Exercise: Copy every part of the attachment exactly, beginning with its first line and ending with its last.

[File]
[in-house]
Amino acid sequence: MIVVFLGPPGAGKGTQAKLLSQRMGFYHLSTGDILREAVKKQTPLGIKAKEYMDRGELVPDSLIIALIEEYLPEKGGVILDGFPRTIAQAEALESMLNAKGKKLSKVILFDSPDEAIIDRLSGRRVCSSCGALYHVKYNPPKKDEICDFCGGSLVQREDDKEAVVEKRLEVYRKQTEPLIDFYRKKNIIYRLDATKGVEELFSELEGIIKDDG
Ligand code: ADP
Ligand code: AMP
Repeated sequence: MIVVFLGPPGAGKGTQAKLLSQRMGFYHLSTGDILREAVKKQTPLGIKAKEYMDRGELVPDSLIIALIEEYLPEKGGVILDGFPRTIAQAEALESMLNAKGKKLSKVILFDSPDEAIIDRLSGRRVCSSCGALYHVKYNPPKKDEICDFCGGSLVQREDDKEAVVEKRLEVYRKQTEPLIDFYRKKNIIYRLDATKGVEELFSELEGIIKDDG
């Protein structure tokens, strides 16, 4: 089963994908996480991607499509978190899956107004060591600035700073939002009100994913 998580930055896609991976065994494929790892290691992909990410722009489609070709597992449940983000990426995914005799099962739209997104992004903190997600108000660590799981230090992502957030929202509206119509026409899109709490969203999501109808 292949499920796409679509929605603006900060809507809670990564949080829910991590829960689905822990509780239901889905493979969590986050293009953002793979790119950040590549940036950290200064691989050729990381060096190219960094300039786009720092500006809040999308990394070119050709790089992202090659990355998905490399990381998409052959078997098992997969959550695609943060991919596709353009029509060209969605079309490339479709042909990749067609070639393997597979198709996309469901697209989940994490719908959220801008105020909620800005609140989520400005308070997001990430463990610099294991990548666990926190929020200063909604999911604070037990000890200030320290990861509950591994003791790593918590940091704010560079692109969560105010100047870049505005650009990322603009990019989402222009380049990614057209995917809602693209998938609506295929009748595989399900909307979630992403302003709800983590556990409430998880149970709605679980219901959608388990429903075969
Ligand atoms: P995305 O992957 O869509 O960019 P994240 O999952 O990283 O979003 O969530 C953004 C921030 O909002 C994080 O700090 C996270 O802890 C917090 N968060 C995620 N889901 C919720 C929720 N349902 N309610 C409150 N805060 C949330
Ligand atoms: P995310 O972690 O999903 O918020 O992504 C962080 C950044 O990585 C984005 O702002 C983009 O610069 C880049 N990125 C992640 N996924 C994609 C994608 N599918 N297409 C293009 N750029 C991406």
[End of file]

[in-house]
Amino acid sequence: MIVVFLGPPGAGKGTQAKLLSQRMGFYHLSTGDILREAVKKQTPLGIKAKEYMDRGELVPDSLIIALIEEYLPEKGGVILDGFPRTIAQAEALESMLNAKGKKLSKVILFDSPDEAIIDRLSGRRVCSSCGALYHVKYNPPKKDEICDFCGGSLVQREDDKEAVVEKRLEVYRKQTEPLIDFYRKKNIIYRLDATKGVEELFSELEGIIKDDG
Ligand code: ADP
Ligand code: AMP
Repeated sequence: MIVVFLGPPGAGKGTQAKLLSQRMGFYHLSTGDILREAVKKQTPLGIKAKEYMDRGELVPDSLIIALIEEYLPEKGGVILDGFPRTIAQAEALESMLNAKGKKLSKVILFDSPDEAIIDRLSGRRVCSSCGALYHVKYNPPKKDEICDFCGGSLVQREDDKEAVVEKRLEVYRKQTEPLIDFYRKKNIIYRLDATKGVEELFSELEGIIKDDG
């Protein structure tokens, strides 16, 4: 089963994908996480991607499509978190899956107004060591600035700073939002009100994913 998580930055896609991976065994494929790892290691992909990410722009489609070709597992449940983000990426995914005799099962739209997104992004903190997600108000660590799981230090992502957030929202509206119509026409899109709490969203999501109808 292949499920796409679509929605603006900060809507809670990564949080829910991590829960689905822990509780239901889905493979969590986050293009953002793979790119950040590549940036950290200064691989050729990381060096190219960094300039786009720092500006809040999308990394070119050709790089992202090659990355998905490399990381998409052959078997098992997969959550695609943060991919596709353009029509060209969605079309490339479709042909990749067609070639393997597979198709996309469901697209989940994490719908959220801008105020909620800005609140989520400005308070997001990430463990610099294991990548666990926190929020200063909604999911604070037990000890200030320290990861509950591994003791790593918590940091704010560079692109969560105010100047870049505005650009990322603009990019989402222009380049990614057209995917809602693209998938609506295929009748595989399900909307979630992403302003709800983590556990409430998880149970709605679980219901959608388990429903075969
Ligand atoms: P995305 O992957 O869509 O960019 P994240 O999952 O990283 O979003 O969530 C953004 C921030 O909002 C994080 O700090 C996270 O802890 C917090 N968060 C995620 N889901 C919720 C929720 N349902 N309610 C409150 N805060 C949330
Ligand atoms: P995310 O972690 O999903 O918020 O992504 C962080 C950044 O990585 C984005 O702002 C983009 O610069 C880049 N990125 C992640 N996924 C994609 C994608 N599918 N297409 C293009 N750029 C991406």